- Title: CAMBODIA: AFTER YEARS OF WAR, GANG RAPE SCARS CAMBODIA
- Date: 18th May 2003
- Summary: (W3) PHNOM PENH, CAMBODIA (RECENT) (REUTERS - ACCESS ALL) 1. LV/SLV OF PROSTITUTES ON STREETS SOLICITING FOR CUSTOMERS (2 SHOTS) 0.11 2. SLV IM THEA, PROSTITUTE, WALKING THROUGH STREETS 0.17 3. MCU (Khmer) IM THEA SAYING: "It is often with six to 10 men. They come out and then they have sex one by one. We have to be patient. If the men get unhappy, they beat us." 0.29 4. LV OF PROSTITUTES SOLICITING FOR CUSTOMERS ON STREETS 0.35 5. MCU (Khmer) IM THEA SAYING: "I have no intention to take revenge and I can't do it anyway, because I don't know where they are after the rape. Sometimes, they put me in the jungle somewhere, I get lost, I cry and then I have to find my way back home." 1.01 6. SLV OF IM THEA AND OTHER PROSTITUTES WALKING 1.06 7. SV INTERVIEW WITH MO SOCHUA, CAMBODIA'S WOMEN'S AFFAIRS MINISTER 1.11 8. MCU (English) MO SOCHUA SAYING: "I think the blame of the Khmer Rouge must stop at some point. We deal with the victims of gang rape. Can I say to one of these victims, sorry, but all this is caused by the Khmer Rouge?" 1.27 9. SLV/SV OF EXTERIOR OF OXFAM HONG KONG (2 SHOTS) 1.39 10. SV INTERVIEW WITH ROSANNA BARBERO, COUNTRY DIRECTOR, OXFAM HONG KONG IN CAMBODIA 1.43 11. MCU (English) BARBERO SAYING: "This is, this should sound alarm bells in the society, when young girls as young as 14 months have been raped. Women have been gang raped in schools, they have been gang raped in the fields, they have been gang raped on the way home from universities." 2.05 12. CU OF POSTER SHOWING PICTURES OF GIRLS WERE GANG RAPED (2 SHOTS) 2.17 Initials Script is copyright Reuters Limited. All rights reserved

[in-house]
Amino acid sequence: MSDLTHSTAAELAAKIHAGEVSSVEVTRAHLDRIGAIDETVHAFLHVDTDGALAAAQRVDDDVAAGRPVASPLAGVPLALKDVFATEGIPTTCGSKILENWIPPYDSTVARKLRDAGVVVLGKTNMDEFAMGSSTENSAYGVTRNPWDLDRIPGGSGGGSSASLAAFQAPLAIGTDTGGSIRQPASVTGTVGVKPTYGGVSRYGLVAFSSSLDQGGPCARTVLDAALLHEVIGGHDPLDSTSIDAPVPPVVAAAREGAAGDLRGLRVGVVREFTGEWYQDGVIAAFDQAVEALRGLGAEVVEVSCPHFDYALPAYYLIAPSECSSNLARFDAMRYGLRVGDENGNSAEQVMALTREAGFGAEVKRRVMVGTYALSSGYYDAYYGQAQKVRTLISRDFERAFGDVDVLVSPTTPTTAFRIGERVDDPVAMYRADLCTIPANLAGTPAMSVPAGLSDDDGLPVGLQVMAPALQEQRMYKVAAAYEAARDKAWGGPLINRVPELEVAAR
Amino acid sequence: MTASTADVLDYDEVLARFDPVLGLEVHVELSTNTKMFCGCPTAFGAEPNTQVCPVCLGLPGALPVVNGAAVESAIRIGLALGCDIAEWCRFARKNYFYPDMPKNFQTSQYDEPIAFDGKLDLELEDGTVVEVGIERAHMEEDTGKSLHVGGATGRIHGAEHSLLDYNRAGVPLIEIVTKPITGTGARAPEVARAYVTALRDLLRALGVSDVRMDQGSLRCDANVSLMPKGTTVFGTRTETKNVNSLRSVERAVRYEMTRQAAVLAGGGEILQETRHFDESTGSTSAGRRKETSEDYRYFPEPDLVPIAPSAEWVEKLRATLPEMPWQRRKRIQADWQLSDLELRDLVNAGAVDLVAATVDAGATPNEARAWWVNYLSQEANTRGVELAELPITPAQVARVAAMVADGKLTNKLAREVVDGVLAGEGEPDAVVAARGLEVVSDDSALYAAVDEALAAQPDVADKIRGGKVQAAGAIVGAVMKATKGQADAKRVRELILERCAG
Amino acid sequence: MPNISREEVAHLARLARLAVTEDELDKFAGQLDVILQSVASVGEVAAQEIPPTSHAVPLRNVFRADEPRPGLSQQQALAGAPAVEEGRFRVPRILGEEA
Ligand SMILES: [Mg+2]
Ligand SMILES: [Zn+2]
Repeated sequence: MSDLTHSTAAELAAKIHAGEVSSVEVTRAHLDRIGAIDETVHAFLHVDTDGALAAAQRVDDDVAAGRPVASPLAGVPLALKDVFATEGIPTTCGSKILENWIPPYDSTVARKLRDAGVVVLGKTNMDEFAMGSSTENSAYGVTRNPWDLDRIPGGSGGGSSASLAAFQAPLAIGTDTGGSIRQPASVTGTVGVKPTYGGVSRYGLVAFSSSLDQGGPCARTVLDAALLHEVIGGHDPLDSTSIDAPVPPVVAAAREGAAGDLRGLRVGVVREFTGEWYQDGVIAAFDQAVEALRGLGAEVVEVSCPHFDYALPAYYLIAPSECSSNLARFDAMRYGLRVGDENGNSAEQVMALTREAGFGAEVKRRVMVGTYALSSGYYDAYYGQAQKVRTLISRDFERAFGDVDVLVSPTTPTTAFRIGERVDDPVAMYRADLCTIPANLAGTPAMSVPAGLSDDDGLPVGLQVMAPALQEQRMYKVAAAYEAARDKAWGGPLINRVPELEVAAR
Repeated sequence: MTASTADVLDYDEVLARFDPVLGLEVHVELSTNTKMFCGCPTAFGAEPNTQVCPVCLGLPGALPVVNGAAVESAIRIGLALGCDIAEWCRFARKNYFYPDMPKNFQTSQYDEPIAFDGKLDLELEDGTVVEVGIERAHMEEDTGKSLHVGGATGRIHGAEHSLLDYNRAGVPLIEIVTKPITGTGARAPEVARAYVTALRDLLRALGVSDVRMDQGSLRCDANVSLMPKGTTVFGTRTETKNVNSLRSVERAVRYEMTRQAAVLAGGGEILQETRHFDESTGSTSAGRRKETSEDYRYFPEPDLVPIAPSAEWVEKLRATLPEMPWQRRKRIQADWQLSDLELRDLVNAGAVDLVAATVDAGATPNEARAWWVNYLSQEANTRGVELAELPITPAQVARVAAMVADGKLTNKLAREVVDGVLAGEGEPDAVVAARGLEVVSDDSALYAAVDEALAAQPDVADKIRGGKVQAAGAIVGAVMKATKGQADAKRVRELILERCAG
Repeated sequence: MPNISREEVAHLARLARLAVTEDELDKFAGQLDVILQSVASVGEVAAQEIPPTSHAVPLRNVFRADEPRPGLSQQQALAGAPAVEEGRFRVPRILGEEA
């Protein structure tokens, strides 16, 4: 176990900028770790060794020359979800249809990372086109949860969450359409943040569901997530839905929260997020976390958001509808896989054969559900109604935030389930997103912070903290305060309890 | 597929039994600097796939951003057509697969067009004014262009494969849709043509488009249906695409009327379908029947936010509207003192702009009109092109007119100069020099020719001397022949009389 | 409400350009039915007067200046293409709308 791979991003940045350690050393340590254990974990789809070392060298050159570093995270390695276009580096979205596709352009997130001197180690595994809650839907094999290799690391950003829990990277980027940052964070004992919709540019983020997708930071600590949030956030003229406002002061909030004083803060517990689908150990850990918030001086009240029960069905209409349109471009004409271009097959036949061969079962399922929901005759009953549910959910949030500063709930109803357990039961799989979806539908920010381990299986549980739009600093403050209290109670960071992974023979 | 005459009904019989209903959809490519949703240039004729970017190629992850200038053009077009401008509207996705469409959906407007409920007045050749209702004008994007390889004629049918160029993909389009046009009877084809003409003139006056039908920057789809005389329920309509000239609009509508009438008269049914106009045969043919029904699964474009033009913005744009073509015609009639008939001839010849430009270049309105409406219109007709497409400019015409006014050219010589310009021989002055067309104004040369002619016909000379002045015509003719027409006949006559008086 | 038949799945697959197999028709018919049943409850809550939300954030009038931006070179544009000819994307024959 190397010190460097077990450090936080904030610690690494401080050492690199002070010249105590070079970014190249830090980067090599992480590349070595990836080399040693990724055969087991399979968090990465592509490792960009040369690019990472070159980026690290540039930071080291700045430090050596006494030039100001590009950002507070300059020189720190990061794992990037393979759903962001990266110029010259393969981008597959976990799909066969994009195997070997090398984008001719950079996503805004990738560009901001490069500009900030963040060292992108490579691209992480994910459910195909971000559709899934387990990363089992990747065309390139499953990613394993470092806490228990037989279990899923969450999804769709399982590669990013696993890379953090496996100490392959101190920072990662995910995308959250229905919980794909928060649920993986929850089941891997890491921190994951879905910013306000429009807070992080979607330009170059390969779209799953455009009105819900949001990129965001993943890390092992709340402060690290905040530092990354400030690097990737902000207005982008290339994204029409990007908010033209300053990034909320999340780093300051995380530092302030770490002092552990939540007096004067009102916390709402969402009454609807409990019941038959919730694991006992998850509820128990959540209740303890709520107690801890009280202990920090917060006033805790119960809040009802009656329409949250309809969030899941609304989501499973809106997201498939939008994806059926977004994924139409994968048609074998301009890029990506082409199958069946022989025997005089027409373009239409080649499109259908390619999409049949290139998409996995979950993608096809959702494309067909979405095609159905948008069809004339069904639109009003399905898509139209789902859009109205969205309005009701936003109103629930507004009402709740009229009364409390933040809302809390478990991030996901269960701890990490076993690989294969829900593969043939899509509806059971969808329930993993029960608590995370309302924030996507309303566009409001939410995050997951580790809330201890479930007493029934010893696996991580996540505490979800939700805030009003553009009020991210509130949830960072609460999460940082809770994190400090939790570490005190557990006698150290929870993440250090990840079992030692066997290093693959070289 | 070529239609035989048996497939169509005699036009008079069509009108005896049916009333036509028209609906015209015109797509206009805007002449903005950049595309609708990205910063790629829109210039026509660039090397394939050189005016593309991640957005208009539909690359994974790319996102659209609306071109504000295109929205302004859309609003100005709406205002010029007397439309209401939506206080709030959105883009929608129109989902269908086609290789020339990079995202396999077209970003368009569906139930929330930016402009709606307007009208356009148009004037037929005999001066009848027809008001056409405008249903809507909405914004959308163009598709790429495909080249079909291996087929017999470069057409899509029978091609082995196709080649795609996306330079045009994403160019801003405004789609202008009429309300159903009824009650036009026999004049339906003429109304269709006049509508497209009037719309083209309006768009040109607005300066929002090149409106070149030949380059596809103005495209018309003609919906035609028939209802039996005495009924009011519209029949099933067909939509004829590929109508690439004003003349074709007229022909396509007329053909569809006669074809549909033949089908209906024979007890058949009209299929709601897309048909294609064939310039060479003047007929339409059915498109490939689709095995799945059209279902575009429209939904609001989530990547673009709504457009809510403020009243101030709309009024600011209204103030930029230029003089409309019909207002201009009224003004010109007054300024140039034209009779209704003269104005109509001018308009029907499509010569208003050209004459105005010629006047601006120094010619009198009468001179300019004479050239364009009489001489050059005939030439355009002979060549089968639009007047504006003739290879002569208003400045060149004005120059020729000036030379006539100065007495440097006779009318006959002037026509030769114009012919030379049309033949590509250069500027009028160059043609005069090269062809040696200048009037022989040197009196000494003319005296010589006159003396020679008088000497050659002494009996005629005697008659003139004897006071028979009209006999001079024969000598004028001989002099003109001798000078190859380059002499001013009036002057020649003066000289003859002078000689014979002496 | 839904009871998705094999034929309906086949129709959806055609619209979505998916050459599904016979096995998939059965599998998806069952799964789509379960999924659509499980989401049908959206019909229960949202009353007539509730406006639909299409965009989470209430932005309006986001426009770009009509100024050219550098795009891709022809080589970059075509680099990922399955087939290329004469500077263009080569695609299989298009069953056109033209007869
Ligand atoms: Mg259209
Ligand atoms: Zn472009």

- Embargoed: 2nd June 2003 13:00
- Location: PHNOM PENH, CAMBODIA
- Country: Cambodia
- Reuters ID: LVA9TC8S1S9RIM2O6URC1NCT8E5F
- Story Text: After years of war, now sex violence scars Cambodia.
After nine months working the streets of the Cambodian
capital, Im Thea says she is used to being gang raped.
"It is often with six to 10 men. They come out and then
they have sex one by one. We have to be patient. If the men
get unhappy, they beat us," the 21-year-old prostitute says
matter-of-factly, standing on her patch under a flickering
street lamp just yards from the impoverished Southeast Asian
nation's Independence Monument.
"I have no intention to take revenge and I can't do it
anyway, because I don't know where they are after the rape.
Sometimes, they put me in the jungle somewhere, I get lost, I
cry and then I have to find my way back home," she added.
The world's oldest profession is far from new in
war-scarred Cambodia, but fuelled by a destructive mixture of
poverty, desperation and a moral vacuum left by decades of
conflict, many young Khmers are turning to sexual violence for
After the horror of the 1970s Khmer Rouge genocide, in
which 1.7 million people are believed to have died, hope
returned a decade ago with a huge U.N. reconstruction